autumn 2019

FYS-8029 Optical nanoscopy - 10 ECTS

Sist endret: 12.08.2019

The course is provided by

Faculty of Science and Technology

Location

Tromsø |

Application deadline

Registration deadline for PhD students at UiT - The Arctic University of Norway: September 1st

Application deadline for external applicants: June 1st

Type of course

The course is available as a singular course.

The course will only be taught if there is a sufficient number of students. If you are interested in following the course, please contact the student advisor as soon as possible

Admission requirements

To take PhD courses you need to have at least a master's degree or equivalent.

PhD students at UiT The Arctic University of Norway register for the course through StudentWeb .

External applicants apply for admission through SøknadsWeb.

All external applicants have to attach a confirmation of their status as a PhD student from their home institution. Students who hold a Master of Science degree, but are not yet enrolled as a PhD-student have to attach a copy of their master's degree diploma. These students are also required to pay the semester fee.

More information regarding PhD courses at the Faculty of Science and Technology is found here.

Course content

The objective of this course is to provide education and training on state-of-the-art optical super-resolution imaging techniques. The emerging field of super-resolution optical microscopy is commonly referred to as optical nanoscopy. The focus will be on structured illumination microscopy (SIM) and direct stochastic optical reconstruction microscopy (dSTORM) techniques. The course will provide theoretical and practical training on the state-of-the art optical nanoscopy techniques. The teaching will be given as lectures, demonstrations, and practical sessions. Students will be provided opportunities to image their own sample (within limitations) using state-of-the-art SIM and dSTORM microscopes to be installed at UiT. Optical nanoscopy has had an impact in several disciplines. Similarly, this course is planned to be cross-disciplinary and it is suitable for candidates with different backgrounds, such as physics, biology, medicine, fisheries, pharmacy, who are interested to learn or use the emerging field of optical nanoscopy. The course is open to both internal and external students. The contents of the course are:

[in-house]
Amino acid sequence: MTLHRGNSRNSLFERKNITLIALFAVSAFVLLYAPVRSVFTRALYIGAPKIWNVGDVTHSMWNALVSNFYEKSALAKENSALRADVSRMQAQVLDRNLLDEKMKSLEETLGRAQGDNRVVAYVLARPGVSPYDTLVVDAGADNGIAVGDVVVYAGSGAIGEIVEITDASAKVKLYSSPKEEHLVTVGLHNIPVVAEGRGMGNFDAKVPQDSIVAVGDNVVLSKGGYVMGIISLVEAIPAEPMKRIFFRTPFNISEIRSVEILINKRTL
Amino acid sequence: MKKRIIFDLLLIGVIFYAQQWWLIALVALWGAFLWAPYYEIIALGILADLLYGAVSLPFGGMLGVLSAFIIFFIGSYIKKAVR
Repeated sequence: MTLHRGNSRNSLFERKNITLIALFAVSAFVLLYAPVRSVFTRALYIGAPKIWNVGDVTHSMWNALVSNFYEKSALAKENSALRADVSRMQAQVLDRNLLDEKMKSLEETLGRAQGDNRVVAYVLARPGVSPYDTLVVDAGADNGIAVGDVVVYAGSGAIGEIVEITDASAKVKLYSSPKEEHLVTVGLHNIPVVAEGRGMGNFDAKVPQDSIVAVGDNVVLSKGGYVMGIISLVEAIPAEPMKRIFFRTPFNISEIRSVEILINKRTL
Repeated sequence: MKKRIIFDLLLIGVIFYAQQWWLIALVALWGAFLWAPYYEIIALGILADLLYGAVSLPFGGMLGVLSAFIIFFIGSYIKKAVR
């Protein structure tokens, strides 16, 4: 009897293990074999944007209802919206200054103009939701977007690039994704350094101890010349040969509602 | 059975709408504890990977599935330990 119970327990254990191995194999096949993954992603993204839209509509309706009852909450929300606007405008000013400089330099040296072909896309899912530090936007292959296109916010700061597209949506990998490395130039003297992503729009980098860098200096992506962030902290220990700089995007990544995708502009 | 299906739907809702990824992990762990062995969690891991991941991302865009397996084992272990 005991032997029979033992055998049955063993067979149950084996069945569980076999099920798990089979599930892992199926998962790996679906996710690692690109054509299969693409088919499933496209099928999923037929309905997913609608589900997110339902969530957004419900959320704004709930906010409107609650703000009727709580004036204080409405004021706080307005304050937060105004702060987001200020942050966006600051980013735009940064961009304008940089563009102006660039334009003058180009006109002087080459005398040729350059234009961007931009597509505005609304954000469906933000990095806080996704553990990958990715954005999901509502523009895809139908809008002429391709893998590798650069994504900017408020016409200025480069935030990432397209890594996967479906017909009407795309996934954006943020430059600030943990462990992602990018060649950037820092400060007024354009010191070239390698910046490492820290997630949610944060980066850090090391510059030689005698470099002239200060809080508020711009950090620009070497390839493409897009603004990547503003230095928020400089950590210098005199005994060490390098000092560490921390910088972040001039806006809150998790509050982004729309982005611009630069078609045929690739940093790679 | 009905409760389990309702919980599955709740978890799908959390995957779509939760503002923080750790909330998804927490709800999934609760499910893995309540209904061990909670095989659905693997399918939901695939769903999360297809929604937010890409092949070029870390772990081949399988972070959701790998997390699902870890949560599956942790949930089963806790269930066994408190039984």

• Introduction to fluorescence based optical imaging techniques
  • Diffraction limit and its implication in bio-imaging application
  • Overview of existing optical nanoscopy techniques
  • Opportunities and limitations of different optical nanoscopy techniques, (SIM, STED, dSTORM).
  • Theory and background of direct stochastical optical reconstruction microscopy (dSTORM)
  • Theory and background of Structured illumination microscopy
  • Demonstration and optimization of sample preparation for dSTORM
  • Practical hands-on training on using dSTORM to acquire super-resolved optical images, small groups (each consisting of 3-5 students)